6. Carolina Hog says:

    Again. I understand the sentiment and think you make good points. My problem is when that is expressed by booing.

    Booing your team when they are up 31-14 and on the verge of going 5-1 is bad Karma. My other point is that nobody in that stadium has the offensive mind that Petrino does and while they were booing, he was setting Auburn up for the screen pass TD to DJ. Booing tells me you are not happy with the product. After the last 20 years, are there really people out there not happy with the product?

    • MemphisHog says:

      I’m definitely not condoning the booing, but I can understand the sentiment. I totally agree though, booing a team that is as good as we are while we’re up 31-14 is ridiculous at best.

  7. “The beauty of the whole thing was the crowd was into it so much. Our players really, really thrived (sic) on the backing crowd. They were energetic on the sidelines.” –Willy Robinson on the atmosphere in Razorback Stadium as reported on ArkSports360.

    Doesn’t sound like the booing bummed out the players or the coaches. If this is the ugliest aspect of the game you can come up with, you’re reaching for something trivial. Sometimes booing only means something like, “Aw, c’mon man. Surely we can do something better than that.” I support the right to criticize my own team, particularly the coaches, when they do something dumb. I never criticize players: they always give it all they’ve got even when they fail. To err is common.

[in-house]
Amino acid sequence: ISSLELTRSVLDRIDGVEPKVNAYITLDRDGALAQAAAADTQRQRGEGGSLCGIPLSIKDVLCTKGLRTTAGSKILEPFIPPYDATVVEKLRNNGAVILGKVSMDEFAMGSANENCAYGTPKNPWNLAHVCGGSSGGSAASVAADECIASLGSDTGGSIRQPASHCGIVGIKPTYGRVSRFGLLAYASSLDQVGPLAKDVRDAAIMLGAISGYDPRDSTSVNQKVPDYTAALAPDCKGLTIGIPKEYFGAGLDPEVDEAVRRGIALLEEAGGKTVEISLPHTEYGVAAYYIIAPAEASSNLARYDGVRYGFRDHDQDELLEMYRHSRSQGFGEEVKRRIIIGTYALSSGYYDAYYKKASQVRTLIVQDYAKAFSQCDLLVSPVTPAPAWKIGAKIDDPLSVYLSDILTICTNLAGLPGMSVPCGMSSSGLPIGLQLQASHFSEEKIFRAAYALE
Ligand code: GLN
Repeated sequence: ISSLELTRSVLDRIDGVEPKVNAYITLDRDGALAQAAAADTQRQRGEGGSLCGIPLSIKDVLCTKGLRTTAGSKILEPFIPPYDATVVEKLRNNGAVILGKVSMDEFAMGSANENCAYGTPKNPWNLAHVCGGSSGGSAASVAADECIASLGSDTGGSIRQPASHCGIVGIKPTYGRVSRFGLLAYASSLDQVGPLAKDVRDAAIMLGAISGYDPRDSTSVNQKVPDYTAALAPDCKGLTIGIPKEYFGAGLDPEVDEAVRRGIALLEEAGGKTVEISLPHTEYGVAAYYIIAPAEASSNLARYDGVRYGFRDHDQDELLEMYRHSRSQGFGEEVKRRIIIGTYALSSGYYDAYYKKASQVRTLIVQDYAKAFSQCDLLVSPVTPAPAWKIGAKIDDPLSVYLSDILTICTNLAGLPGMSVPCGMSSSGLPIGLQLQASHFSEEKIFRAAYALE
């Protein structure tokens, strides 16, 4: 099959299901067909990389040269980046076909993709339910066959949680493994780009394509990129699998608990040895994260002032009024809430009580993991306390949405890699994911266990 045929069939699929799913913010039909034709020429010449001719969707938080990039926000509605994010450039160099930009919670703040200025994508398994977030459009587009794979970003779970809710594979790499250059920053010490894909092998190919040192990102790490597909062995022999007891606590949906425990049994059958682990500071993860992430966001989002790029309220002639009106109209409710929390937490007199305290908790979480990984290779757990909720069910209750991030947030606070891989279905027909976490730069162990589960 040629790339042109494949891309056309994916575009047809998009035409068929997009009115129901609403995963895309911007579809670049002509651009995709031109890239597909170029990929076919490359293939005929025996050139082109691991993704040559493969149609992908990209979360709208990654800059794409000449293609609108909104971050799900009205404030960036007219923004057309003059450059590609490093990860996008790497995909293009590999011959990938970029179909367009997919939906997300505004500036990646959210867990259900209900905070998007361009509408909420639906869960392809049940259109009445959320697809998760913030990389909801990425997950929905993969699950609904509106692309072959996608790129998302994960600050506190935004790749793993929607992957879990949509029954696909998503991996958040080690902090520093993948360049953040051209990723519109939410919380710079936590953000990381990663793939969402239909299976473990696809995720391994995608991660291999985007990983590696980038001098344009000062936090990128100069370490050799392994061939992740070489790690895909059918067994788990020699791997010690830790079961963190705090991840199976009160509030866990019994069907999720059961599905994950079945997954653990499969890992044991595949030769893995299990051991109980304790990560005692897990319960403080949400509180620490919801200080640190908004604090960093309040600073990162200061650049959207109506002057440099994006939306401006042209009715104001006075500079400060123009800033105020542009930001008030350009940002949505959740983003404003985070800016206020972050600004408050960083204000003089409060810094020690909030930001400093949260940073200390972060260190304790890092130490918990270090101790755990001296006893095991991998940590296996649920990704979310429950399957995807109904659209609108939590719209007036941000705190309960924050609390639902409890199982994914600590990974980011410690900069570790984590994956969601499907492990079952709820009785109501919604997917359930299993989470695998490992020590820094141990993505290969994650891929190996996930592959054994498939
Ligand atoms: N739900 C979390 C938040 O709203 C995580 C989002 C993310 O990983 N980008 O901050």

After Dyer made his long run I thought, “Oh, no. Here we go again. This defense really sucks. How much longer can Willy keep his job? Ain’t it about time for him to spend more time with his family.” I’m still not sold on Willy as DC. The defense is improving, I suppose, but at a glacial pace. (I may need a better metaphor here, considering how fast glaciers are melting.) I don’t see us having a top SEC defense EVER. Bama and LSU have set that bar mighty high.

  8. marion L pickens says:

    i would like to ask our fans to go on http://WWW.VOTE OBRIAN .ORG and vote for TYLER WILSON for QB. he is # 10 and with our fans voteing he can be #1 thanks for your vote!!

  9. Ugly- The refs overturning the call on the field. Wasn’t that a little reminiscent of the Auburn TD last year? I still think they need to set a time limit and if they haven’t made up their minds the call stands.

    • The knee hit the ground the same time that the ball touched the plane. The announcers felt that tie goes to ball. Reviewers disagreed, which to me requires a call to the league officials office to explain the call and will the tie now go to the knee or which ever body part goes down at the same time? I am not being facetious here. Even if it’s a tie then does that overturn the ruling on the field. As I recall the exact opposite occurred last year when replay showed that Green was down at the same time the ball came out (actually before it came out), but the ruling on the field was upheld. As I have said the biggest problem with college football is officiating, which is almost a scandal.